Mmmm, pancakes. Fluffy, lightly sweet and drenched in butter and real maple syrup - make mine Grade B. We love pancakes around here and can have them for breakfast or dinner. I used to buy the Krusteaz buttermilk mix which came closest to a delicious pancake until I stumbled across this recipe on the King Arthur site. It promised light and fluffy, whole grain pancakes. I know, usually whole grain pancakes are dense but not these. Ground oats reduce the amount of flour in the recipe and thus the gluten to make the most flavorful yet tender pancakes.
But the best part of this recipe? It makes a mix that you keep in the freezer. Whenever you want pancakes you pull out a cup of mix, add a cup of buttermilk, one egg, mix then rest and you're in business. If you want to be even more ahead of the game make an extra large batch and freeze the leftovers for a ready to nuke wholegrain breakfast.
Whole Grain Pancake Mix
adapted from King Arthur Flour
3 1/2 cups rolled oats
4 cups white whole wheat flour
1 cup all purpose flour
3 tablespoons granulated sugar
3 tablespoons baking powder
1 tablespoon salt
1 tablespoon baking soda
1 cup vegetable oil or melted butter - I prefer butter
First, pulse the rolled oats in the food processor until they are pretty finely ground.
Dump the oat flour into your mixing bowl.
Add the rest of the dry ingredients. See this shot? I was trying to show you how little difference there is in color between the white whole wheat (on the left) and the unbleached all purpose flour (on the right). No one will ever guess these are whole grain.
Mix up the dry ingredients until well blended. Whatever you do, don't go into autpilot and crank up the mixer out of habit. Not that I know anything about that.
Here's the dry mix. See how finely textured this is?
Now grab the fat. Not your fat, the fat in the recipe. Like I said, I prefer butter for both flavor and final color.
With the mixer on, (low remember?) drizzle in the melted butter until it's all mixed in.
When all is said and done, the mix should resemble a dryish crumb topping.
At this point, chuck the mix into a freezer container, label it and store in the freezer until you're ready to use.
Now a word about buttermilk. It's very rare I have fresh buttermilk in the house. I usually keep this powdered buttermilk around for recipes that use either two cups or less.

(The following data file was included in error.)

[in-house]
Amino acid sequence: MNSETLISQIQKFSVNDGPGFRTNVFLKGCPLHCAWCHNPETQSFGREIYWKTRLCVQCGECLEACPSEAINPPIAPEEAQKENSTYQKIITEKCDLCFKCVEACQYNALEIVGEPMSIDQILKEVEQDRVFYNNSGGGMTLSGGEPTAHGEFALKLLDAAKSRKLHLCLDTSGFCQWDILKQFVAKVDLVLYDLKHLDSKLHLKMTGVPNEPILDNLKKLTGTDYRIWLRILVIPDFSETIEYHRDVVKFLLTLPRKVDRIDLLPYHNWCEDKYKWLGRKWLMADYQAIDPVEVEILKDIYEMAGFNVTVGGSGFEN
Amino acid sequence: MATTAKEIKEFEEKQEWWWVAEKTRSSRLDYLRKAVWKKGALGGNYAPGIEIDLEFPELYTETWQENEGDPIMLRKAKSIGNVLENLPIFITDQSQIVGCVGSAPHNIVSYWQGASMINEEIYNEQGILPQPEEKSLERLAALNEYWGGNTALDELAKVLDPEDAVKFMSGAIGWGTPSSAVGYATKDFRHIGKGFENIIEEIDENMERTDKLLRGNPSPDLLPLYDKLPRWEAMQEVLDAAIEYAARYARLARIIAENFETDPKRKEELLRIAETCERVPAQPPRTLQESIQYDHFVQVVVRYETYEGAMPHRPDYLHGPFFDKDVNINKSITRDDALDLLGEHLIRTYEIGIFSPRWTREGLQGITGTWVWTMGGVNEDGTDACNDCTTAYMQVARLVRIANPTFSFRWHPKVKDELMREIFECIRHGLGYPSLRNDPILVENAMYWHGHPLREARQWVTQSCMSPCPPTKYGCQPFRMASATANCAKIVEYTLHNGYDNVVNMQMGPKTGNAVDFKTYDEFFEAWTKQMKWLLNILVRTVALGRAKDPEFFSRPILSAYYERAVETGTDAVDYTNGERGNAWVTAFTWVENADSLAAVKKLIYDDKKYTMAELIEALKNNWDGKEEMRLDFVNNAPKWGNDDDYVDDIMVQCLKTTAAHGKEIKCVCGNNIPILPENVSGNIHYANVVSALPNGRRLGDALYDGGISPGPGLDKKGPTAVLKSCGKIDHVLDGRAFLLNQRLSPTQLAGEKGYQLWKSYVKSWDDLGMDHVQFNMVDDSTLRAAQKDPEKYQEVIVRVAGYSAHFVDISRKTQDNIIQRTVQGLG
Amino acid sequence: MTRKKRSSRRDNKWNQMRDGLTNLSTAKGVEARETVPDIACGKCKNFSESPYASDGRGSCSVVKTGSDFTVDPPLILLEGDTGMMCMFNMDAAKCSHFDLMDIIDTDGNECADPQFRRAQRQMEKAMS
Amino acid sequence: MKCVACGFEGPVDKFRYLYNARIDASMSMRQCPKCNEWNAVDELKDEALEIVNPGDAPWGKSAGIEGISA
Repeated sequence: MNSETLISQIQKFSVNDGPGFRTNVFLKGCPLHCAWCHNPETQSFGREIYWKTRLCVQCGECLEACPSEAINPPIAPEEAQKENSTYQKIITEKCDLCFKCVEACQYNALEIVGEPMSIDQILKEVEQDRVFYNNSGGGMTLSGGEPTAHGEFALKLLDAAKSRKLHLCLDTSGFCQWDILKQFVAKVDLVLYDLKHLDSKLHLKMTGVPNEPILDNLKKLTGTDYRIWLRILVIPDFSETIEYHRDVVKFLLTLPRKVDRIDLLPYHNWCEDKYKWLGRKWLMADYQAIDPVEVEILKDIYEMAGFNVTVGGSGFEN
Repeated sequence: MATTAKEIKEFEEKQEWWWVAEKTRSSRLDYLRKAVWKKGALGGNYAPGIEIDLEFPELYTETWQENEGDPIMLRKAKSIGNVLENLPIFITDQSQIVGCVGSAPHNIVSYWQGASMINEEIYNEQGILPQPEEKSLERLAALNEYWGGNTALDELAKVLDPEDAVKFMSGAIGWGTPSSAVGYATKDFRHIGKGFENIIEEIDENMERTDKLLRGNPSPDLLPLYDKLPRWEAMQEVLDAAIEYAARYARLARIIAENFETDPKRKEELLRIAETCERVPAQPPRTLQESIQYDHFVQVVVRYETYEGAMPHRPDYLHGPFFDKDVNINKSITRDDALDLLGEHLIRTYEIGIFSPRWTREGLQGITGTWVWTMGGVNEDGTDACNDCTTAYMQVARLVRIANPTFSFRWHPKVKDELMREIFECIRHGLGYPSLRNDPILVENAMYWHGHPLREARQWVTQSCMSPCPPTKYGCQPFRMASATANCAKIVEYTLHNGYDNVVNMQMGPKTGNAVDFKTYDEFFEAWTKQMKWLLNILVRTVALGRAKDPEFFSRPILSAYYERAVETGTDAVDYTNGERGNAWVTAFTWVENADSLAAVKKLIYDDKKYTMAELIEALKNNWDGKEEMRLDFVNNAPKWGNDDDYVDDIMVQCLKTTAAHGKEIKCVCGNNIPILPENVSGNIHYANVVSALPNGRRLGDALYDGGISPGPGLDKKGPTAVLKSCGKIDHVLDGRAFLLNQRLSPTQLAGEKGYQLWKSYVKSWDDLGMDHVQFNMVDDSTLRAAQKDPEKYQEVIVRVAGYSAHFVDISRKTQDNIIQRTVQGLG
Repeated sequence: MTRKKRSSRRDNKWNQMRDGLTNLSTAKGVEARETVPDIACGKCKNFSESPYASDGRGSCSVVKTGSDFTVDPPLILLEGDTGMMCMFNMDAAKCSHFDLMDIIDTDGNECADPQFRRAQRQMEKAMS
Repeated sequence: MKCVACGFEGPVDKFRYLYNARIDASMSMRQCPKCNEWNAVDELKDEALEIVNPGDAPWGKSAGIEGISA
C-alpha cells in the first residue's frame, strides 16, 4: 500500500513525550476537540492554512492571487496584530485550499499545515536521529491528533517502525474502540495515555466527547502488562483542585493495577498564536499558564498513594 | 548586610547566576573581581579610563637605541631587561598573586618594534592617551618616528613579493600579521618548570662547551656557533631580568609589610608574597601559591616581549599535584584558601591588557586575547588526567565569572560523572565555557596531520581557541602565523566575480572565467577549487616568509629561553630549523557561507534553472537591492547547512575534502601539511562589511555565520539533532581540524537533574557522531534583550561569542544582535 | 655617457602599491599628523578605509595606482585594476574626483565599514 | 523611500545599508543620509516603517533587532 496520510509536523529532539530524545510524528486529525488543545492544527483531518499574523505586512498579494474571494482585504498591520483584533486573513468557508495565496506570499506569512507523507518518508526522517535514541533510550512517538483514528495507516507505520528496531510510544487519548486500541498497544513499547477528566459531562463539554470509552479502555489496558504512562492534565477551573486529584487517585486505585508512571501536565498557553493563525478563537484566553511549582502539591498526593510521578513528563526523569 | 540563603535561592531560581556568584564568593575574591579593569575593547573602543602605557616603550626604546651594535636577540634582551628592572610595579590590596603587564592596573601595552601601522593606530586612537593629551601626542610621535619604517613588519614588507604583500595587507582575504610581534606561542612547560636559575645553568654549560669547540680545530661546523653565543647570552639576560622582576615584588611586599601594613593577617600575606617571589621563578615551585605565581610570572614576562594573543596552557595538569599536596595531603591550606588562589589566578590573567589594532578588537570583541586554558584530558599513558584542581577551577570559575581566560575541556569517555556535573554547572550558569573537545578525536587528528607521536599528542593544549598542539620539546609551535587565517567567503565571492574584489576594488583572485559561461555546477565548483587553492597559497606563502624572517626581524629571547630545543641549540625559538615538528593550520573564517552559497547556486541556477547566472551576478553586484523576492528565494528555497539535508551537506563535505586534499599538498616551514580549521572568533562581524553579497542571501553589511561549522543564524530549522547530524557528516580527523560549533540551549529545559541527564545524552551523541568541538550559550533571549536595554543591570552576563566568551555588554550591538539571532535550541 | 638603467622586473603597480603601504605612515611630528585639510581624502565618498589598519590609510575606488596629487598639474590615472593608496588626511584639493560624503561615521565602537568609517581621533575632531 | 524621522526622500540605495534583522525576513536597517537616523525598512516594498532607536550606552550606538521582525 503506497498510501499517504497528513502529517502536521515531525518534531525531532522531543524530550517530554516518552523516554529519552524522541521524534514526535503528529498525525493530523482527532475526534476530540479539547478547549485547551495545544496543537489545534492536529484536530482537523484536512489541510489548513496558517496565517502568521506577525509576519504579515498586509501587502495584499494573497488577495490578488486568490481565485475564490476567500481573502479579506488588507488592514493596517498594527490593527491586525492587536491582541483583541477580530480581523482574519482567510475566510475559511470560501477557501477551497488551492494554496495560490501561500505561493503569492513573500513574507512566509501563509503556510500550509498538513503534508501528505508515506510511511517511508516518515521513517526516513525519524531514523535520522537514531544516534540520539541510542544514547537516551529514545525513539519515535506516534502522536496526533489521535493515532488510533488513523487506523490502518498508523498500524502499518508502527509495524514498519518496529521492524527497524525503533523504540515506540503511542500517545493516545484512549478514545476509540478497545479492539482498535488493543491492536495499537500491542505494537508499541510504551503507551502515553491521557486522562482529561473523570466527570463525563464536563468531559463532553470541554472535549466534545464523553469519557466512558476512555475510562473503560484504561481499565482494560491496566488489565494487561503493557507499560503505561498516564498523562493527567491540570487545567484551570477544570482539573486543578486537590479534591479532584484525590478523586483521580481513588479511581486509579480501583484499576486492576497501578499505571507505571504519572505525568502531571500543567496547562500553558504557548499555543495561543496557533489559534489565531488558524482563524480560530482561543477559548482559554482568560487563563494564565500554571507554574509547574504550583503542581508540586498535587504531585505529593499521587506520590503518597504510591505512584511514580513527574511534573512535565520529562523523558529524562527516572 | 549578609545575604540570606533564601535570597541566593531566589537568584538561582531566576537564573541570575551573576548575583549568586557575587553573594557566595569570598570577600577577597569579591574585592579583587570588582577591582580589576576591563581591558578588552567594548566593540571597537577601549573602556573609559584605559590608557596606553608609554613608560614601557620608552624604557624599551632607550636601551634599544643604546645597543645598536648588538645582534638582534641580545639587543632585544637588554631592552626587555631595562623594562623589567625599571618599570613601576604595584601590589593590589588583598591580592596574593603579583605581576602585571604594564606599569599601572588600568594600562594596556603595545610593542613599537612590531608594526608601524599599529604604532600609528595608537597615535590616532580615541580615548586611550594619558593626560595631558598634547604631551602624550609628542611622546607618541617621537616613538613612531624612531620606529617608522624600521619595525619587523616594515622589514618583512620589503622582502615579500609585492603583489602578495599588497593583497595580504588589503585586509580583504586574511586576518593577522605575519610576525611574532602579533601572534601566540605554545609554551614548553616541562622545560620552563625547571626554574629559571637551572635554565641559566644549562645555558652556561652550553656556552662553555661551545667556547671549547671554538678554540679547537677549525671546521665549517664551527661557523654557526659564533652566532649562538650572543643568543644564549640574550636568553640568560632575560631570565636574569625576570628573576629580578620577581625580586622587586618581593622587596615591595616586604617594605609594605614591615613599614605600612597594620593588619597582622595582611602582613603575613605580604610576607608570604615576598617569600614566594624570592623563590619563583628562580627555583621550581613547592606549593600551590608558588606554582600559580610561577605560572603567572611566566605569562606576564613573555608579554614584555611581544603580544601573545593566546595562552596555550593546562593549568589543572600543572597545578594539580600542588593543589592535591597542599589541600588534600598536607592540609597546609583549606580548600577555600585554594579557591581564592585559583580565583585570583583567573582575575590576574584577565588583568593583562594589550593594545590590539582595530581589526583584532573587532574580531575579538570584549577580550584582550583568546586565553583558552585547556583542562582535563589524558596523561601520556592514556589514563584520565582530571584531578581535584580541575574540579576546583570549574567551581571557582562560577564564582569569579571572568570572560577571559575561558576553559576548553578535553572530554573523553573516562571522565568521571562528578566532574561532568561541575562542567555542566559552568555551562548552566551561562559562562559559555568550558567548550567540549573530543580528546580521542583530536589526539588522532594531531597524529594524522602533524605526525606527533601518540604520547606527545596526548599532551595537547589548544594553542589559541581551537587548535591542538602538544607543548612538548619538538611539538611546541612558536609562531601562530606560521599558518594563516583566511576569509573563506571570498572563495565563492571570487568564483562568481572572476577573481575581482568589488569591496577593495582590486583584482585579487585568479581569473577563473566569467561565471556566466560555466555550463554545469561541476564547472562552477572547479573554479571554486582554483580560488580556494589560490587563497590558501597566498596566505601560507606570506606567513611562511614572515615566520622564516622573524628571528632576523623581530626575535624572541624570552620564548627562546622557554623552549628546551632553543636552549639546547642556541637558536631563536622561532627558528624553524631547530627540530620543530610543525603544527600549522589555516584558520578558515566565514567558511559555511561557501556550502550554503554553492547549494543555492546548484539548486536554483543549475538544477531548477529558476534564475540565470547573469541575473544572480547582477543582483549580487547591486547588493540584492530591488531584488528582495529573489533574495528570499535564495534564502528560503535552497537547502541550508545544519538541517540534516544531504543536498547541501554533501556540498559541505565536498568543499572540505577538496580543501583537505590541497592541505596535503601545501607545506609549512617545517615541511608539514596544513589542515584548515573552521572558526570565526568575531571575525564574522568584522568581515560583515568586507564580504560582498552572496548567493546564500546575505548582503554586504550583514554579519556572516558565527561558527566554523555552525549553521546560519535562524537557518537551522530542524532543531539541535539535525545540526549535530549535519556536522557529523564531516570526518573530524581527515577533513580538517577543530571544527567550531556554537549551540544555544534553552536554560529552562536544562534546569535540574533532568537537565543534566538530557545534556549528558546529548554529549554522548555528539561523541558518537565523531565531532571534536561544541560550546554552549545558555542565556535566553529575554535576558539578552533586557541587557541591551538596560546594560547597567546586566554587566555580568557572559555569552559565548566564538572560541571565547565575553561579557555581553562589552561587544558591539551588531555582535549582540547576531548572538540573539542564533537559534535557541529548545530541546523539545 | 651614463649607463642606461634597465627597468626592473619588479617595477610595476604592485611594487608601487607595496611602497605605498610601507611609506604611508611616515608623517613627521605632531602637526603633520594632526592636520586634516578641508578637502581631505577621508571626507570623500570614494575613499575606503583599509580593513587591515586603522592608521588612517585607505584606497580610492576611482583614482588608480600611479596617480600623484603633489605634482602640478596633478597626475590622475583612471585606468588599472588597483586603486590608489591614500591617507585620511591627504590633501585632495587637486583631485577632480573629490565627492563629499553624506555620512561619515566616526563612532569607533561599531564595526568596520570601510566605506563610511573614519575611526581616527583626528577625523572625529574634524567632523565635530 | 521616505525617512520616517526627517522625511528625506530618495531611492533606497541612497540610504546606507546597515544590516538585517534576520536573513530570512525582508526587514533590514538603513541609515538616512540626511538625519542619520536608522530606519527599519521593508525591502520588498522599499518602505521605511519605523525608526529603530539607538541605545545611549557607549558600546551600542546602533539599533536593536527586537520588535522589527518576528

However, when I make these pancakes I usually make no less than four cups of mix at a time so I use the milk and vinegar shortcut.
First, measure out a tablespoon of vinegar for every cup of buttermilk you need. Pour that into your liquid measuring cup.
Then fill with milk until you reach the line. Let it sit for five minutes and you have a substitute for buttermilk. No you won't taste the vinegar. You can also use lemon juice instead of vinegar but if I'm out of buttermilk it's pretty unlikely I have fresh lemons around either.
On to making the pancake batter. Measure out your mix.
Add the beaten eggs.
Finally your buttermilk or buttermilk-in-a-pinch. Mix it up.
The batter will be very runny. You'll be scared and want to throttle me through the computer screen. Do not despair. Let the batter rest for 30 minutes.
After 30 minutes the change is amazing. The oats will have soaked up the moisture and softened, as well as plumped up while the bran in the whole wheat flour will have softened as well.
See how thick the batter is after the rest period?
Now set up your favorite pan or griddle. Mine is a cast iron flat griddle pan that is supremely well seasoned (that's code for we fry a lot of stuff on it). I heat mine on a medium low setting (about a 3 on my 1-10 electric stove dial). Heat your pan up to about 350 degrees or the setting you've found works best for pancakes in your situation. You know the drill, hot enough to cook the center but not so hot it burns.
While my pan is heating let me introduce you to my ladle. I love my ladle. For years I stubbornly tried to make do with deep spoons and poo-pooed Mr. Maricucu's suggestion that we needed a ladle. I know, sometimes I'm just irrationally stubborn.
Why is this my favorite ladle? Check out these markings. Half a ladle full is 1/4 cup and a whole ladle full is 1/2 cup. Great for soups and great for large pancakes plus the handle is super sturdy. Love it.
So the griddle is hot and I add a bit of butter. I only butter the griddle about every 6-8 pancakes.
Add about a 1/2 cup of batter. This makes a nice plate sized pancake and keeps the boys busy eating long enough for me to make seconds. Yes, their appetites lately are insane.
Let the pancake cook until the edges start to look dry, there are some bubbles on top and if you lightly tuck the spatula underneath it's browned just right.
Then flip it with a flourish. Or maybe not a flourish if a guy named Murphy likes to visit your kitchen often.
Mmmmmm. Tender, even more tender than traditional pancakes. Fluffy and golden brown.
Add a bit of butter.
Then drizzle with maple syrup - ooooh blurry shot.
And enjoy. Rinse, then repeat. The best part is that although they are light as air, these pancakes won't have you crashing from a carb induced high a few hours later. They are satisfying as well as tasty.
Like I said, these freeze very well. To reheat I put them in one layer on a plate, spread a little butter on top and nuke them for a minute or until the center is hot. Just as good as fresh.